I have been unhappy with my infrastructure for a long time, but never quite unhappy enough to change it.
Dissatisfied with the servers I had and the blog being on Tumblr, I decided to change things up a bit. The blog is now a static site on github.io and I’ve re-organised my servers on a different hosting service.
Since Tumblr is a little hard to pull the old posts out of, I am going to port a few just so there is something here, then for anything else, you can just go direct to the archive of the old blog there:
I know this blog has been a ghost town, but my work on the PhoneGap team at Adobe has keep me plenty busy.
However, I am working on something cool that I am hoping to blog about on here soon. read more » </div>
I am happy to announce that SpiderOak has acquired Encryptr. They were already providing all of the hosting of the Crypton server back-end, but they are now taking over ownership, marketing, support, etc.
I am still the primary developer for now (Encryptr is open source, after all), but SpiderOak will be in control of the day to day direction of the app such as features and releases. read more » </div>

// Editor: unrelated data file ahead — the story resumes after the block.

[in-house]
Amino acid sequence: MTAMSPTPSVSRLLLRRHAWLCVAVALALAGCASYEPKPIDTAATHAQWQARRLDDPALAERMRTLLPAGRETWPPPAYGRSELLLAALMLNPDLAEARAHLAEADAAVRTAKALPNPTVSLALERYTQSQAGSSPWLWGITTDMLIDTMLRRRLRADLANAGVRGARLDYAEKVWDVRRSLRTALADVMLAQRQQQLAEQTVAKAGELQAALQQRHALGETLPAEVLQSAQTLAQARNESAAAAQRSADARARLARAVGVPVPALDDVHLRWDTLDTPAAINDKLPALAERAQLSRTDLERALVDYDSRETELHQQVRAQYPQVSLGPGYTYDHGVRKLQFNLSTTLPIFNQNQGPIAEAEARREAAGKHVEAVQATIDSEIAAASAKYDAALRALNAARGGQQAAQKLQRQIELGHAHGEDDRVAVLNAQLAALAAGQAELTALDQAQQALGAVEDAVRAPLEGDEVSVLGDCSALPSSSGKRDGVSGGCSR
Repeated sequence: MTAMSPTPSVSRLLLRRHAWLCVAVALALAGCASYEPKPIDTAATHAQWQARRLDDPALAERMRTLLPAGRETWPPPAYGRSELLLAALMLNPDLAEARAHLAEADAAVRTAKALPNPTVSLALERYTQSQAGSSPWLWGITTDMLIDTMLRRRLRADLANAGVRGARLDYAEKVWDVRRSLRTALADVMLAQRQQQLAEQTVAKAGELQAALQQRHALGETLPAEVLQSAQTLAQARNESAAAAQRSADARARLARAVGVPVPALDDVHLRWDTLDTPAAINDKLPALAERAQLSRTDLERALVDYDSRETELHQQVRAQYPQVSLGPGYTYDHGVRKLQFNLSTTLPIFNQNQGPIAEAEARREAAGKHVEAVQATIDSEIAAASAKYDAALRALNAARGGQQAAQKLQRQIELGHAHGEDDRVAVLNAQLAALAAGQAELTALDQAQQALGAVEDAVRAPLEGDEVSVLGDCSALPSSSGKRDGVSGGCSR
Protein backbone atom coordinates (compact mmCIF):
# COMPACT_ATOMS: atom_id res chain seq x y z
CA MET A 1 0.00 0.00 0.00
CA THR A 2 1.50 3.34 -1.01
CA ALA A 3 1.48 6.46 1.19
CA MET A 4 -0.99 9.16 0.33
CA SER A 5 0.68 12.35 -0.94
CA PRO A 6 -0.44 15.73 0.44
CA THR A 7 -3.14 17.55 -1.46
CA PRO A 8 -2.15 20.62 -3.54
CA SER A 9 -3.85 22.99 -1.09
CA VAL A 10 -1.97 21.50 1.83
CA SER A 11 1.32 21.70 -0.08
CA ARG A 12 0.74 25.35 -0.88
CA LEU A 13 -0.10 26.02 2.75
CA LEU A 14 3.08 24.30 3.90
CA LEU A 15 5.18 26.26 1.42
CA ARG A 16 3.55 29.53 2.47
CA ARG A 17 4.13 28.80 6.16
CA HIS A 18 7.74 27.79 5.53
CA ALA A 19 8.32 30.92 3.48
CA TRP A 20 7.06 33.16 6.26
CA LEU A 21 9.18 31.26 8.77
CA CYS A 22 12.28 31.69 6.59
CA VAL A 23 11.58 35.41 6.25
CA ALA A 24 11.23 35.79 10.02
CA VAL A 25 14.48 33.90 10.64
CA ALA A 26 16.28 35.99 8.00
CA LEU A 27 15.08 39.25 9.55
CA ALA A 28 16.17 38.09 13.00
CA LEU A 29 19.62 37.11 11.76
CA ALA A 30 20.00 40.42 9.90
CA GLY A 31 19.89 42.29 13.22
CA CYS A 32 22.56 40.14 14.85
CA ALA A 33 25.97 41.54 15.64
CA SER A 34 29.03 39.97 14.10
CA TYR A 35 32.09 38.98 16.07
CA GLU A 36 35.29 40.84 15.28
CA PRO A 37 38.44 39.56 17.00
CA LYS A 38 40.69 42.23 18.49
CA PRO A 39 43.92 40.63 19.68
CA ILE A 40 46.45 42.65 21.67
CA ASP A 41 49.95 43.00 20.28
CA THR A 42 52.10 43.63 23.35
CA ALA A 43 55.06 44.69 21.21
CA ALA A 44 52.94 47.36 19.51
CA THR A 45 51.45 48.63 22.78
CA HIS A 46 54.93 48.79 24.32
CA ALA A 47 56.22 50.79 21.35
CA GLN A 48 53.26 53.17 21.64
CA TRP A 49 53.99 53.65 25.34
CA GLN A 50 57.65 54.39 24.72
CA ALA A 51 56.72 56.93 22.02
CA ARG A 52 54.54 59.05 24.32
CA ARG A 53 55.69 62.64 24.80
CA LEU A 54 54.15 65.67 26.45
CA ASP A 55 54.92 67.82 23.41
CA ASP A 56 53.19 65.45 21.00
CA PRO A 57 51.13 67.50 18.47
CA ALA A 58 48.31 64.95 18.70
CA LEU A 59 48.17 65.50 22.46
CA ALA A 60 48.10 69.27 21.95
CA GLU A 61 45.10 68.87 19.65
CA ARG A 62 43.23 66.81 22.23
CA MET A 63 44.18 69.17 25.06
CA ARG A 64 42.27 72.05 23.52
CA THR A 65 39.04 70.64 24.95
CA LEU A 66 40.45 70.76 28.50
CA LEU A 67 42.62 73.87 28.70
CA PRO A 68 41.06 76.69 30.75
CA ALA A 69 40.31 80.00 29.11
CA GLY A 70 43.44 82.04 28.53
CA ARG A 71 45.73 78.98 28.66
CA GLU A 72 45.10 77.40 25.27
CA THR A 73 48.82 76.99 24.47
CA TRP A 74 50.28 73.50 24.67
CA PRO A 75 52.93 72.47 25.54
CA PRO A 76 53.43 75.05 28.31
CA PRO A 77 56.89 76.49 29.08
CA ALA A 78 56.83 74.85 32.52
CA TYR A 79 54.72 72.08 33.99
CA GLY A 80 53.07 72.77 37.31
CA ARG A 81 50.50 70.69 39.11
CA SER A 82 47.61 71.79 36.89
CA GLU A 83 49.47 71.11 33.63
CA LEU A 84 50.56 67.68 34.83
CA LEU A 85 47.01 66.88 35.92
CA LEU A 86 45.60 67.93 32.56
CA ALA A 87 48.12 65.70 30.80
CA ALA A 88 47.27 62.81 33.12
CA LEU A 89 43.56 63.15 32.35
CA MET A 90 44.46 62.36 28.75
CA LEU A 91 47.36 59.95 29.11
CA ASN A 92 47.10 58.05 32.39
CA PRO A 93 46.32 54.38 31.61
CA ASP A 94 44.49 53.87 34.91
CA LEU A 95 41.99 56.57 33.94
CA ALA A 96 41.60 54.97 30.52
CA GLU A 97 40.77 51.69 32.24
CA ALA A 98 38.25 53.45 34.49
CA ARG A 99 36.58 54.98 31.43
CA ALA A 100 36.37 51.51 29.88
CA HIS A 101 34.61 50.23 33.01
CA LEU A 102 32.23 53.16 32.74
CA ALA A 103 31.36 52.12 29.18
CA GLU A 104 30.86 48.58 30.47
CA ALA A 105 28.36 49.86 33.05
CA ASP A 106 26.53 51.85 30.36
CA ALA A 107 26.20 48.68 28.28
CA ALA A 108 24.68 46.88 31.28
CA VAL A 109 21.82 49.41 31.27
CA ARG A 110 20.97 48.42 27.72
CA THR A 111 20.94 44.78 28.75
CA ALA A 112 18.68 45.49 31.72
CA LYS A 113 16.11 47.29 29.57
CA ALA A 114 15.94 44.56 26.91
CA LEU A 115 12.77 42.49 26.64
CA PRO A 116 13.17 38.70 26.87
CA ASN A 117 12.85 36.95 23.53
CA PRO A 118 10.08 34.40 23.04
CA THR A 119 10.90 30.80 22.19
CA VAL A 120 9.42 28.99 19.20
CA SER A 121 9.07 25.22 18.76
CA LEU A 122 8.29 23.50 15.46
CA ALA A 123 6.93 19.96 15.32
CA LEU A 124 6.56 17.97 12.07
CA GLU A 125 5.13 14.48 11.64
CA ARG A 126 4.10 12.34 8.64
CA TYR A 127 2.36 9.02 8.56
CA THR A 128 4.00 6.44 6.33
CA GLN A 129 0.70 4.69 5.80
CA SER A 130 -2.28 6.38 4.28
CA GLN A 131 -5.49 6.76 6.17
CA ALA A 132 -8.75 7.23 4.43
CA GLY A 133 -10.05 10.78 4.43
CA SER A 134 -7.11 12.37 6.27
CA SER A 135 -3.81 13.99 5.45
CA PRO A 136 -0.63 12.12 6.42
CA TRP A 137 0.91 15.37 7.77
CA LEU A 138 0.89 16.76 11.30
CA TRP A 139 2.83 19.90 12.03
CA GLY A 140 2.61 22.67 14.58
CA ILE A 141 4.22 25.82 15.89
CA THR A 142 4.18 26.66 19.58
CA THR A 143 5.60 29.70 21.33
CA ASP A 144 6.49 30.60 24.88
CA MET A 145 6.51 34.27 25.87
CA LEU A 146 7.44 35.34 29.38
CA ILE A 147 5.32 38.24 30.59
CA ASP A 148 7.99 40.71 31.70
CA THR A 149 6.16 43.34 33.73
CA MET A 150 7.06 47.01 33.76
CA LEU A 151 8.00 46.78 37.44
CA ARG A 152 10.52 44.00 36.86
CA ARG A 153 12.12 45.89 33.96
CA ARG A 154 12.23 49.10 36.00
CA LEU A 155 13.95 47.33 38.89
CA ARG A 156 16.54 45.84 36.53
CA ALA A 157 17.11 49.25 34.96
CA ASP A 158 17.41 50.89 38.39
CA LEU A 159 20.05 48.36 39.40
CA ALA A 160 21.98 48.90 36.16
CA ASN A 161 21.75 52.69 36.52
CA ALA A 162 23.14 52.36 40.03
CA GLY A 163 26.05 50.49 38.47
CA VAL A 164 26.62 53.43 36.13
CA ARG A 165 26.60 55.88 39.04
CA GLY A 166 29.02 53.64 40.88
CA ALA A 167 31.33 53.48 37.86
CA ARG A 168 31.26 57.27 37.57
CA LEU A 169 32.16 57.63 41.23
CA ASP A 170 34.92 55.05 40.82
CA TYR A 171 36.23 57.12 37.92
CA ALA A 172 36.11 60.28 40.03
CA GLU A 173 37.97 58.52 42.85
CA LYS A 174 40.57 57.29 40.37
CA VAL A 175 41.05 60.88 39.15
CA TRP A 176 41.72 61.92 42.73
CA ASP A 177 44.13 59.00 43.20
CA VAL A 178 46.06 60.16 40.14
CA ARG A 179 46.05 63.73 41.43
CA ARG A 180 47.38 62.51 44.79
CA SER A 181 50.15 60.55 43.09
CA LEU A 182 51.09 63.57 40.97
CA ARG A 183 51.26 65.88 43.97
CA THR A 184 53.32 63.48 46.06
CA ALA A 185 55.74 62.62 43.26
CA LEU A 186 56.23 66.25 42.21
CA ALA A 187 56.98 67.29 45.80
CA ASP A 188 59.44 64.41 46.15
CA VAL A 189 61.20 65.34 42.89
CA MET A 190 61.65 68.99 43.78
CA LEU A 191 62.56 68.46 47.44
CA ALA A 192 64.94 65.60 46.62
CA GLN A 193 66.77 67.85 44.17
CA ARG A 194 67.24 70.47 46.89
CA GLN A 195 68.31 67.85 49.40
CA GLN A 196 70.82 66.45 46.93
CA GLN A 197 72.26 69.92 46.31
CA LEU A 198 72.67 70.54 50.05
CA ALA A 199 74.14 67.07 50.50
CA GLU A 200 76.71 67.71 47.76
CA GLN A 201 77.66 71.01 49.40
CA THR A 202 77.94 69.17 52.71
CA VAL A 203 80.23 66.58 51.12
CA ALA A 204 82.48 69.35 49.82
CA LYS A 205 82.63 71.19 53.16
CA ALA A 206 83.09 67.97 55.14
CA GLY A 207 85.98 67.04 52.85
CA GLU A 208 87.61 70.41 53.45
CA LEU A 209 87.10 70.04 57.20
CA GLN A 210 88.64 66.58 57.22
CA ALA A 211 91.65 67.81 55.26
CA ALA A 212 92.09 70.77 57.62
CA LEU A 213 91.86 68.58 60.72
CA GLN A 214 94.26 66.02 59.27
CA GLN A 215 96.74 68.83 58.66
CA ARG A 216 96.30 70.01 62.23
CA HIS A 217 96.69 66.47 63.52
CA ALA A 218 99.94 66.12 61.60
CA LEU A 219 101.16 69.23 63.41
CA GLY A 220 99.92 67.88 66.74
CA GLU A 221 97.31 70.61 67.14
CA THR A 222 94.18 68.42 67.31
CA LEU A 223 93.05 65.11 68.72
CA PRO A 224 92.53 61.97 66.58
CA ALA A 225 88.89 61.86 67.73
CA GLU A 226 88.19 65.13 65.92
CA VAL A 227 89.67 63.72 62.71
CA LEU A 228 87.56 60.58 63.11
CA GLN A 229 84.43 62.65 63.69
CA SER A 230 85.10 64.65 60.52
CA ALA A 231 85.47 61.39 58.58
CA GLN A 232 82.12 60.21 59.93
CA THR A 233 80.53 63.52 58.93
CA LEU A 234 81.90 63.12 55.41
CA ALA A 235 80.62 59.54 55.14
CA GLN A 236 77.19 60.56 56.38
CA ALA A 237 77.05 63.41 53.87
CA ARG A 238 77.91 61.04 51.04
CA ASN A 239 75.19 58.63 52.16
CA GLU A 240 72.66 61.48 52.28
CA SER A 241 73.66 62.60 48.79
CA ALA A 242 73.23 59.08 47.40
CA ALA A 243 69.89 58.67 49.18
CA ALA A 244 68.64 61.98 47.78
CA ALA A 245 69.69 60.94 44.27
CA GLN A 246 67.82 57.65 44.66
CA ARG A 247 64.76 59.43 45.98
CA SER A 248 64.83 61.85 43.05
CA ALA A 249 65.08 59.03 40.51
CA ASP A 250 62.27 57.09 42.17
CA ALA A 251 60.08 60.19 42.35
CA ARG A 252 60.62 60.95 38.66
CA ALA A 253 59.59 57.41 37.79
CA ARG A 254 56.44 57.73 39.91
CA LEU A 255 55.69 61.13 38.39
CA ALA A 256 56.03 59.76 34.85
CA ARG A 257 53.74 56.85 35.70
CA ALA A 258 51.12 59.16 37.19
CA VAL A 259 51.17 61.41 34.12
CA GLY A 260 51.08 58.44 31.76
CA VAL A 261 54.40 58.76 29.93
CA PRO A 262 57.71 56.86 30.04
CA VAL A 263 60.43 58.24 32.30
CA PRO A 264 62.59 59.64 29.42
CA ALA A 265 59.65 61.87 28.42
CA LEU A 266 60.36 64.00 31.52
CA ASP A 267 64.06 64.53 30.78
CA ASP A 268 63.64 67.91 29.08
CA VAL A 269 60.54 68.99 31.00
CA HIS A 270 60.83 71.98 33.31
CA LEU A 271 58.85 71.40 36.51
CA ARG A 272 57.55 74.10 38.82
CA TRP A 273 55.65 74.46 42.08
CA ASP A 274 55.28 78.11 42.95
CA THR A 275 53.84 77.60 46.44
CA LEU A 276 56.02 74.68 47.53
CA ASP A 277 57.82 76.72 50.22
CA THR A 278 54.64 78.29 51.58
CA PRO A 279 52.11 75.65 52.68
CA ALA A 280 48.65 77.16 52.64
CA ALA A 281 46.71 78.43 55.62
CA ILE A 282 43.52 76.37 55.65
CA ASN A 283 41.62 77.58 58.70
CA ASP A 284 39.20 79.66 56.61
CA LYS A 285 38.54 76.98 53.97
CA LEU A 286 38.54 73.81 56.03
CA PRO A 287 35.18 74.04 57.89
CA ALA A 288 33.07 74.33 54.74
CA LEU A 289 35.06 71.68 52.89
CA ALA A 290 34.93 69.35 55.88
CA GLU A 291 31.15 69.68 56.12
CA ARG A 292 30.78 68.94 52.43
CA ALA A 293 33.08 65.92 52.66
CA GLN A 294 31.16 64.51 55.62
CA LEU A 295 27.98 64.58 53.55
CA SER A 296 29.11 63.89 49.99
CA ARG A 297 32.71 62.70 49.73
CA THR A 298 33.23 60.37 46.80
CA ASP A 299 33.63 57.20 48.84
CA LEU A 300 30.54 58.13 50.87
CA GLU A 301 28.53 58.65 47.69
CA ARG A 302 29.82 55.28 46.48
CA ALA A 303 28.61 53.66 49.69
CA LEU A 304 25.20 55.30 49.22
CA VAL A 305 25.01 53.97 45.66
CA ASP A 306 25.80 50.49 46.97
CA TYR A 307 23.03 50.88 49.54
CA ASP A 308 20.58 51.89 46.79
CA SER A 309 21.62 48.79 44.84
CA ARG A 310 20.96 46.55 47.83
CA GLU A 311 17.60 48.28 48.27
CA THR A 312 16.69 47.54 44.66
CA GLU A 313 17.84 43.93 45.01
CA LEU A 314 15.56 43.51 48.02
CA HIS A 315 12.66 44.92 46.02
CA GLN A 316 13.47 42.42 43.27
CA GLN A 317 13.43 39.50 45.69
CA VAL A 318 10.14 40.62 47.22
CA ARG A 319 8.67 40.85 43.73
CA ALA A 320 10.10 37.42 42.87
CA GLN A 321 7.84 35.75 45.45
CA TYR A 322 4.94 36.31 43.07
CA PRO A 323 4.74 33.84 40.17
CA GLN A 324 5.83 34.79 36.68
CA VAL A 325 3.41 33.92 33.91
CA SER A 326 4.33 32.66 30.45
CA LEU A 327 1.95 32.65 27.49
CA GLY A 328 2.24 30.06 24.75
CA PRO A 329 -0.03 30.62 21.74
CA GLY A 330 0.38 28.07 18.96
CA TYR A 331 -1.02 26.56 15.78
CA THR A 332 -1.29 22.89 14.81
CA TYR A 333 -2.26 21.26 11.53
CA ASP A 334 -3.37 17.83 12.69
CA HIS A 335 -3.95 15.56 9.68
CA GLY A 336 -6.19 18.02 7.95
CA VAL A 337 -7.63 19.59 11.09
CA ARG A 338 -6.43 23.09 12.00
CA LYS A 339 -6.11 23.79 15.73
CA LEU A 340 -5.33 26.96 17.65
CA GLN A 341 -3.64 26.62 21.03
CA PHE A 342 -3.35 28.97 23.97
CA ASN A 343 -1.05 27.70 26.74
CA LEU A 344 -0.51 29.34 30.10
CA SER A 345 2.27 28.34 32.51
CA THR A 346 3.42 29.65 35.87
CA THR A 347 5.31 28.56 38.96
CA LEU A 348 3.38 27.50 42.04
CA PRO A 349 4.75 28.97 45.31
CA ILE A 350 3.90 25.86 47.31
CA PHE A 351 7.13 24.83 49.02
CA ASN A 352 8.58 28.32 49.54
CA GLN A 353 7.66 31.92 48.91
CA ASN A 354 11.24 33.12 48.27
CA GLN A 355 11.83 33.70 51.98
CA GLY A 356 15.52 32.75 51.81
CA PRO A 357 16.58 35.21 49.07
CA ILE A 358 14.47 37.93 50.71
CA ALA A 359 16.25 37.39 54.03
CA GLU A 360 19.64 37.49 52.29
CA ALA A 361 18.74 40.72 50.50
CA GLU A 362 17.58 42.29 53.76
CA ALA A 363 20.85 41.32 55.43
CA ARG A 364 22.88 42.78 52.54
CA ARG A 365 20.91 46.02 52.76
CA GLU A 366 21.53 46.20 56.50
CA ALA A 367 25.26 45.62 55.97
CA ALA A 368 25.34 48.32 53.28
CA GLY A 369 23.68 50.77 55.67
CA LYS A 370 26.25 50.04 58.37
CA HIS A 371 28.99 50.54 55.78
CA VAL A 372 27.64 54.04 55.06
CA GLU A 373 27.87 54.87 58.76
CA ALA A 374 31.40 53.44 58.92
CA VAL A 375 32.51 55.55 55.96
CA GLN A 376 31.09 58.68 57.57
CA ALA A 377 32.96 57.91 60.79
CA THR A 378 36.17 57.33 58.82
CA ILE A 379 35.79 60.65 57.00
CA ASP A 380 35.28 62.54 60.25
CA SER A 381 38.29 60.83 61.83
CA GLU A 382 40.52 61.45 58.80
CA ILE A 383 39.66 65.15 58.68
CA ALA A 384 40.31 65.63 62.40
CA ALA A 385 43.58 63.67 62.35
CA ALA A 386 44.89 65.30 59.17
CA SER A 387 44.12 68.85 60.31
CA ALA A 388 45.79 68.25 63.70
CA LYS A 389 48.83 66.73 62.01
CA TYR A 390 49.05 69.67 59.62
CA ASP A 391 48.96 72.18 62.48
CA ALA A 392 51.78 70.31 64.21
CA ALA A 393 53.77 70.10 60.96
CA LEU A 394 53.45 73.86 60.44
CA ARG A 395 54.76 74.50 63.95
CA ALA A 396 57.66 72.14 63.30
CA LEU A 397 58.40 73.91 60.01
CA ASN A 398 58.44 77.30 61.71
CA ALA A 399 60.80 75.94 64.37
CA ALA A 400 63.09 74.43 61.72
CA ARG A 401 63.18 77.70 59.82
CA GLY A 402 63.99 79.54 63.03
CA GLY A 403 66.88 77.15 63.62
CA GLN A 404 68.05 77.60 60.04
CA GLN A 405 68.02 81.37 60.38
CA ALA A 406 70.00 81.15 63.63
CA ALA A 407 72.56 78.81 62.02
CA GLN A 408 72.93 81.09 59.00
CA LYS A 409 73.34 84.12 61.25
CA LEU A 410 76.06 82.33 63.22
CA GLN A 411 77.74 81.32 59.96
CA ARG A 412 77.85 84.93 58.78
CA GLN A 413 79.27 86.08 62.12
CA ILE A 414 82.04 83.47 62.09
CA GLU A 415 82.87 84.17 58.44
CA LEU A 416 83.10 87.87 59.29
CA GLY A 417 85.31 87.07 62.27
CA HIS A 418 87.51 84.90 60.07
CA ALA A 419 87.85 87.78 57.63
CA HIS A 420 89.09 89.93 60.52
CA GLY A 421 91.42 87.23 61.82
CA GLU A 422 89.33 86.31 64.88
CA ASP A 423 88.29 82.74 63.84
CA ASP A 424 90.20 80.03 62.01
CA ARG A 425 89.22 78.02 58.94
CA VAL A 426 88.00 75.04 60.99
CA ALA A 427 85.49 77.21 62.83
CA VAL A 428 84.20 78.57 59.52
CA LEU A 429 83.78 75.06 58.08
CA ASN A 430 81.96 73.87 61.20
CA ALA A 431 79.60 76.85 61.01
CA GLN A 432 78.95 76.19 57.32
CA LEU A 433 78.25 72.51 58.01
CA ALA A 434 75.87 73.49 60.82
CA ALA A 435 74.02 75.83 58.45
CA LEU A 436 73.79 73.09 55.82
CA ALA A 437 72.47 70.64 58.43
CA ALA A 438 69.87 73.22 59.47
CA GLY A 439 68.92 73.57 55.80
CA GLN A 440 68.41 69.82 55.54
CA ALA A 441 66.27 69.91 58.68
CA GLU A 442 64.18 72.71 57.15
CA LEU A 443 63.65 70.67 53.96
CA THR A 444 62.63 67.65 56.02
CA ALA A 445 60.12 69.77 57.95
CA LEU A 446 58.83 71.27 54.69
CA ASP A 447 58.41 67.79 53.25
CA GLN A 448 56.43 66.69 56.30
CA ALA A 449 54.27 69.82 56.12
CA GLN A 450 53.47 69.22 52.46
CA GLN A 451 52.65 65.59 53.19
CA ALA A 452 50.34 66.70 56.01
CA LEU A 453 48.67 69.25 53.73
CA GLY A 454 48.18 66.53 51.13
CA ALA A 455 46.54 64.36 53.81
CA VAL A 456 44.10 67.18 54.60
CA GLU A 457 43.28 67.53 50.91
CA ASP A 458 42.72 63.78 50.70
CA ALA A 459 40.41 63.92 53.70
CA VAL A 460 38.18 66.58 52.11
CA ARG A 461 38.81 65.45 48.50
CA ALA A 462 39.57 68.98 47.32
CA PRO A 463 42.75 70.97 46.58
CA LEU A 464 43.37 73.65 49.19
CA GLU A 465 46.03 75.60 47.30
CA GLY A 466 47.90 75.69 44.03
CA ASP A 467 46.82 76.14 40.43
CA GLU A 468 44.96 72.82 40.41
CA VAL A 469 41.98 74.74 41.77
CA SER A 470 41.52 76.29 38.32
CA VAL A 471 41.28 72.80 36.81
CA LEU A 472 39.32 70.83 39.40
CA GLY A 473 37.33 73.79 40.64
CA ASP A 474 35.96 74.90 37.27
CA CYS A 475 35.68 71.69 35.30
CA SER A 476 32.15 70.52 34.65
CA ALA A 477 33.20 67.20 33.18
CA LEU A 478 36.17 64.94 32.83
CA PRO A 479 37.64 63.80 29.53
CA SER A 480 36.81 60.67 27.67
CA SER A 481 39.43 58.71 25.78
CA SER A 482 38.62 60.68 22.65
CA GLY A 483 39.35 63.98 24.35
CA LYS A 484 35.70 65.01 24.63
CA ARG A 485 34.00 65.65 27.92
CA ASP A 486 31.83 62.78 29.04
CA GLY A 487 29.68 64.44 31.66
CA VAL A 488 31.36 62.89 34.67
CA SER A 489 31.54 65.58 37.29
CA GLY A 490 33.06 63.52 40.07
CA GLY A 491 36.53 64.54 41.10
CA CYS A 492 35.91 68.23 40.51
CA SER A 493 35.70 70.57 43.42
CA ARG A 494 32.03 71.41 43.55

“A free, open source password manager and e-wallet. Zero-Knowledge. Cloud-based. Private.”
If you would like to see it in action, my colleague David Dahl has made a video of it on Linux.
First, An Origin Story
In December 2013, I took two weeks off (for certain values of “off”) to travel with my wife and children up to Brisbane to have Christmas with my parents. I used that break (among other things) to spend some time away from my day to day dev tasks by exploring the new Crypton privacy framework being built at SpiderOak. I decided the best way to really learn it was to actually write a small example app. When I had been talking about Crypton at meetups, I had thought that a simple password manager would be a great use-case for the framework. read more » </div>